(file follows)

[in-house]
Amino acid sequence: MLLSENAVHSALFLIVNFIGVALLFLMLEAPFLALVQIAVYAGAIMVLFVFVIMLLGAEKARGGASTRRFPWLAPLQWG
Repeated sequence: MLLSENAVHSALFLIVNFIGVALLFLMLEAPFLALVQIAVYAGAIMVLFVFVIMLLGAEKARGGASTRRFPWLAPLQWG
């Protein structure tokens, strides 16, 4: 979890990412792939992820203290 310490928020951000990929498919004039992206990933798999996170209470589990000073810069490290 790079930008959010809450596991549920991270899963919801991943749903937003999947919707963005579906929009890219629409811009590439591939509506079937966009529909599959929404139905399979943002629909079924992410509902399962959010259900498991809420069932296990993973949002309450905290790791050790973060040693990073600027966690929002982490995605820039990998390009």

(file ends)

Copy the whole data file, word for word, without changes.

[in-house]
Amino acid sequence: MLLSENAVHSALFLIVNFIGVALLFLMLEAPFLALVQIAVYAGAIMVLFVFVIMLLGAEKARGGASTRRFPWLAPLQWG
Repeated sequence: MLLSENAVHSALFLIVNFIGVALLFLMLEAPFLALVQIAVYAGAIMVLFVFVIMLLGAEKARGGASTRRFPWLAPLQWG
């Protein structure tokens, strides 16, 4: 979890990412792939992820203290 310490928020951000990929498919004039992206990933798999996170209470589990000073810069490290 790079930008959010809450596991549920991270899963919801991943749903937003999947919707963005579906929009890219629409811009590439591939509506079937966009529909599959929404139905399979943002629909079924992410509902399962959010259900498991809420069932296990993973949002309450905290790791050790973060040693990073600027966690929002982490995605820039990998390009």